The Iranian Bomb: Guessing the Date

According to the latest estimate by Israeli intelligence, Iran is capable of building a bomb by 2011. These estimates always beg the question of what kind of bomb one is talking about. In fact, Iran will have a perfectly adequate bomb or, more accurately, nuclear device, the moment it has enough bomb grade plutonium or uranium to assemble a critical mass. In the first place, it does not take a great deal of technical finesse to build a gun assembled atomic bomb. In the second, Iran needn’t bother, because, if she were really determined to carry out a nuclear attack, something much more crude would be more attractive from her point of view. By “crude” I mean, for example, a suicide bomber equipped with two subcritical masses that, when combined, would form a critical mass. This could be done by dropping one subcritical mass on top of another, or simply slapping them together. Unlike something as sophisticated as the device dropped on Hiroshima, such a “bomb” would preserve plausible denial for Iran. Even if the material could be traced to one of her reactors, she could claim that it had been stolen or diverted by terrorists. If assembled in the middle of a large city, it may not produce the familiar mushroom cloud, but it would certainly produce a radioactive mess that would inspire terror, likely cost billions to clean up, be much less likely to provoke nuclear retaliation than a high yield bomb, and spare Iran immediate relegation to the status of an international pariah for having once again unleashed the nuclear genie, committing mass murder in the process.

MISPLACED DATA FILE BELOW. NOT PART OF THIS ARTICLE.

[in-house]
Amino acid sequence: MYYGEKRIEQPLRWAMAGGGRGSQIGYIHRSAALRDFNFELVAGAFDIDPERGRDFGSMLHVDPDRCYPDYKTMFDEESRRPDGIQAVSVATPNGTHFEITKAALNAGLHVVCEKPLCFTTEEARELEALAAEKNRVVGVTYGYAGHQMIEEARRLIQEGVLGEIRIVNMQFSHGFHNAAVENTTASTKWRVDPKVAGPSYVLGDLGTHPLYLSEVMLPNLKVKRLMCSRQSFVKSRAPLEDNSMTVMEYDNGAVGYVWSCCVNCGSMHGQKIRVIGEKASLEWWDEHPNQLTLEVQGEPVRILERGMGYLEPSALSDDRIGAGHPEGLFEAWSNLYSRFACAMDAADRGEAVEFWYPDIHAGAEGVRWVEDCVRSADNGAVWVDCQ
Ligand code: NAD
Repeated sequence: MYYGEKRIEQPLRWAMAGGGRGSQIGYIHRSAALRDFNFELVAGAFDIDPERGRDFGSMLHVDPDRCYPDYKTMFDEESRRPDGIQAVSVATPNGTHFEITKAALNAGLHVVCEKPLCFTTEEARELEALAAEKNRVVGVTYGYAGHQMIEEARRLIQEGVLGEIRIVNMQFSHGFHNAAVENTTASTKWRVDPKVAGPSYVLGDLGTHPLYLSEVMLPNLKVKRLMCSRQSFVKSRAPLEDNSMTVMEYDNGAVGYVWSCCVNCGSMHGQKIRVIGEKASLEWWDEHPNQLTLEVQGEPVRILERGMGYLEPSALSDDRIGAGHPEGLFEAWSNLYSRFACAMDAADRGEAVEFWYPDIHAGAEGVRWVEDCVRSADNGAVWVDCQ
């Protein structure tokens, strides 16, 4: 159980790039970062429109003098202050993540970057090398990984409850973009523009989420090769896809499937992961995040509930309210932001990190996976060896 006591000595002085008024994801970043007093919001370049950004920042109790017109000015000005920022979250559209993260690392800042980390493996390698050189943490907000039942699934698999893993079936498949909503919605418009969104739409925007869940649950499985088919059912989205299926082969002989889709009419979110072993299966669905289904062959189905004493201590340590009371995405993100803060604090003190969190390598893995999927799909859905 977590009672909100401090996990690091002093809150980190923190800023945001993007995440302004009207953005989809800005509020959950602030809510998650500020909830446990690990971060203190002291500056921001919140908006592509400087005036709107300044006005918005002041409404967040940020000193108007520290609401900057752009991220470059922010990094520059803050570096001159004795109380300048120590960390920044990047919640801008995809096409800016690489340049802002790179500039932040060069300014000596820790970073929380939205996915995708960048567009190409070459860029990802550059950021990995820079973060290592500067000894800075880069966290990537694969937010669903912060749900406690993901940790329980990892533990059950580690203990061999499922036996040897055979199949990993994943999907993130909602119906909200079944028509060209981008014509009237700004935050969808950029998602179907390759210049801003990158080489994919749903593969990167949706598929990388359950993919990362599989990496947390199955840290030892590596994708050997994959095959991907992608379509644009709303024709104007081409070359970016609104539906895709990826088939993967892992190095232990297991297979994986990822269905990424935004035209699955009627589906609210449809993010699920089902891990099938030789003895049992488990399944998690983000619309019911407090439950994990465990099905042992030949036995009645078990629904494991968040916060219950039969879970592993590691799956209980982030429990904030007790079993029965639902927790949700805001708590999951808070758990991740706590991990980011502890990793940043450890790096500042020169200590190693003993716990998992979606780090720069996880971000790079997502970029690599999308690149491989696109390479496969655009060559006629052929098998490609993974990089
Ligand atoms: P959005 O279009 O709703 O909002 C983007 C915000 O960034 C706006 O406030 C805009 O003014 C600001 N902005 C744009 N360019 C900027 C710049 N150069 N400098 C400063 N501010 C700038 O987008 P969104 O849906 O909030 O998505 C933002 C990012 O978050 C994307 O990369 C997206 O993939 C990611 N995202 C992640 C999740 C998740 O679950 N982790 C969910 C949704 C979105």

In a word, once Iran has sufficient special nuclear material to make a bomb, it will no longer be necessary to speculate about how long it will take her to build one. She will have the “bomb” the moment she has enough material to assemble a critical mass.

Author: Helian

I am Doug Drake, and I live in Maryland, not far from Washington, DC. I am a graduate of West Point, and I hold a Ph.D. in nuclear engineering from the University of Wisconsin. My blog reflects my enduring fascination with human nature and human morality.

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